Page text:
Computer code is the “brains” behind the buttons, the lines and lines of formulas that go into algorithms that drive the apps on a smartphone or help drive a modern automobile. Early coding instruction can look a lot like game playing – helping an avatar navigate a maze, for instance – but by the time middle schoolers become high schoolers, they are writing code and designing apps.
None of this seems foreign to youngsters, partly because of their enthusiasm for and seeming natural affinity with technology but mainly because occasional coding instruction and events like the International Hour of Code and Digital Learning Day have involved LCPS elementary students for at least the past five years. Those intermittent activities have now blossomed into a full-blown instructional sequence for the district’s youngest students to its oldest that – with the help of two state grants in the past three years – have made LCPS a regional leader in this area of instruction.
“Students are going to have such an opportunity to learn and grow as students when they don’t even realize they’re learning. It’s going to be a very natural feel for them,” Lynch said of the new elementary initiative. “I think one of the most important pieces we’ll see is that there’s going to be value to that computational thinking that kids are going to build. So that effort and failure and effort and failure eventually leads to success. The ability to persevere and try and work through problems – that can be applied to every content too.”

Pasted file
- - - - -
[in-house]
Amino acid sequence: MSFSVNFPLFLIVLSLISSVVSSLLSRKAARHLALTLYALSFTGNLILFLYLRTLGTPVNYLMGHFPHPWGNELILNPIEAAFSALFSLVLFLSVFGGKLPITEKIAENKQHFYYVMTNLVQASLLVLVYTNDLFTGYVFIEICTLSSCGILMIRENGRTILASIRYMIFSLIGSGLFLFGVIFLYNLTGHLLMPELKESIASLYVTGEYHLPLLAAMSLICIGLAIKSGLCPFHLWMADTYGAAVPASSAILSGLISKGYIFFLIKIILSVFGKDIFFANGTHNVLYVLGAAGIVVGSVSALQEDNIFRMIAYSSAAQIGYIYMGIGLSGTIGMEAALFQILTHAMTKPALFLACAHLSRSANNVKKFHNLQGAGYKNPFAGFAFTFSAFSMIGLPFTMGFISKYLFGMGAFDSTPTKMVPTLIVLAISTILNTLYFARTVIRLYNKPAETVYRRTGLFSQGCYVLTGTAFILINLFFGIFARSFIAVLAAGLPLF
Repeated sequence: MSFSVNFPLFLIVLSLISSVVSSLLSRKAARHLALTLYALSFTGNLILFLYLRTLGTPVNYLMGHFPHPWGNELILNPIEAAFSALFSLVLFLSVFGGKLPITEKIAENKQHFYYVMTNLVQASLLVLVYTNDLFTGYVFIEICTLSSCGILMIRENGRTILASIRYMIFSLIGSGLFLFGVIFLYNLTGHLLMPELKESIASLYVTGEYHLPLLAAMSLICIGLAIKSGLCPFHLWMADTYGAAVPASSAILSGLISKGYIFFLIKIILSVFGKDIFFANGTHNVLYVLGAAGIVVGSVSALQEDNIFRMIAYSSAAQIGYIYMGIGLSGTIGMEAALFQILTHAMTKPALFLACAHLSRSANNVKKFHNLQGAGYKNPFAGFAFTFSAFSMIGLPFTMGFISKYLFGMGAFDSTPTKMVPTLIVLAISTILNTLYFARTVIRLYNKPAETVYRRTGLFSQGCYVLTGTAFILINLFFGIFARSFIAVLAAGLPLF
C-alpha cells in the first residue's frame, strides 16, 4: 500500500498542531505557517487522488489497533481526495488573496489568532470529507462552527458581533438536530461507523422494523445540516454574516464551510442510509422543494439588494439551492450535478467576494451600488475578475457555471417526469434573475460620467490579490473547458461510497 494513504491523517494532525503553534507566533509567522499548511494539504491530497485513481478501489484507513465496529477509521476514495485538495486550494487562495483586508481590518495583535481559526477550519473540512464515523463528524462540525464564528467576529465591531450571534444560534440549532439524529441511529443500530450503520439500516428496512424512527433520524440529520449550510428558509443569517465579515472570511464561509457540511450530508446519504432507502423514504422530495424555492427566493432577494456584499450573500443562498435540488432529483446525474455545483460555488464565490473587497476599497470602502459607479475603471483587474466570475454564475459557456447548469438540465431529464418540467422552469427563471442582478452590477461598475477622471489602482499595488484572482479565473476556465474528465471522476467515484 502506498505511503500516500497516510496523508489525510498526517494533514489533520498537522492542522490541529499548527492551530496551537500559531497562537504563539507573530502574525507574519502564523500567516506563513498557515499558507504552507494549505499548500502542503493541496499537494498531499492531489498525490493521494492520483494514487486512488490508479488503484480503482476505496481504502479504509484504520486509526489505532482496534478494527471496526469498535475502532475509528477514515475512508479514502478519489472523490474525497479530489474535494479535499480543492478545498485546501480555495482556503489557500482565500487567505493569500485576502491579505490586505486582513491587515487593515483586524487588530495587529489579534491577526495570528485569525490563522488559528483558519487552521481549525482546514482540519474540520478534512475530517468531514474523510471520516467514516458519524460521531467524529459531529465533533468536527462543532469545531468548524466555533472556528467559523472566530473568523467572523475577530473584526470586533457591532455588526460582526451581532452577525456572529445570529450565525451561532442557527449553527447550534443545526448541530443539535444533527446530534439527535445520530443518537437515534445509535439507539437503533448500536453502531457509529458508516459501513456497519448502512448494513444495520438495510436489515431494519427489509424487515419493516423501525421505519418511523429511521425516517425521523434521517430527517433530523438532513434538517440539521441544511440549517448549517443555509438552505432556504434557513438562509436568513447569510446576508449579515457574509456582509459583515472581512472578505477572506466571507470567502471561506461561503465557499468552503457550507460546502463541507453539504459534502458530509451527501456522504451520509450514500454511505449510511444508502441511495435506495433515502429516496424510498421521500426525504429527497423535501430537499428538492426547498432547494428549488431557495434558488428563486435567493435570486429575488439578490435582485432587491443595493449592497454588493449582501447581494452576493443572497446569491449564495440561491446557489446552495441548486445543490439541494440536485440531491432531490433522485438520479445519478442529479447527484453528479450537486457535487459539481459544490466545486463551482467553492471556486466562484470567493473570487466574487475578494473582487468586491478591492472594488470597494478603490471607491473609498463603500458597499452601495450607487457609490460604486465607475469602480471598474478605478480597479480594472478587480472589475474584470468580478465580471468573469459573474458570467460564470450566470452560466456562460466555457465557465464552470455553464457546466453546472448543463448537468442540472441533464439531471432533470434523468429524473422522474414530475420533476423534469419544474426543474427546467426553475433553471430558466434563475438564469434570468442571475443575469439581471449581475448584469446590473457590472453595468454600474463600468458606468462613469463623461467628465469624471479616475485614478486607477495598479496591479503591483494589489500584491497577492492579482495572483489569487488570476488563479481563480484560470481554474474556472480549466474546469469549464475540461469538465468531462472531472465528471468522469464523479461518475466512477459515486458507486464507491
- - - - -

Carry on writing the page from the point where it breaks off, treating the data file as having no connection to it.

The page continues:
Willis decided to apply for the Coding Cohort for the obvious reason. “I thought it would be really good for my students,” she said of her AIG (Academically or Intellectually Gifted) class. “Sometimes they don’t understand what it means to fail, or to not be successful at something. With coding, a lot of time students have a tendency to get frustrated with it because it doesn’t always work the first time. For them to understand that success isn’t always going to be instantaneous, that they’re going to have to think through the process, I think that’s going to be really great for the students.”
Coding Cohort teachers will be thinking through the process, too, determining which lessons are most effectively integrated into various content areas and sharing those insights with their colleagues in monthly meetings of the Cohort and the schools’ digital learning specialists. With that experience, they’ll become mentors for the second wave of teachers expected to join the Cohort next school year.
“We want everyone coding in elementary by 2021,” Lynch said.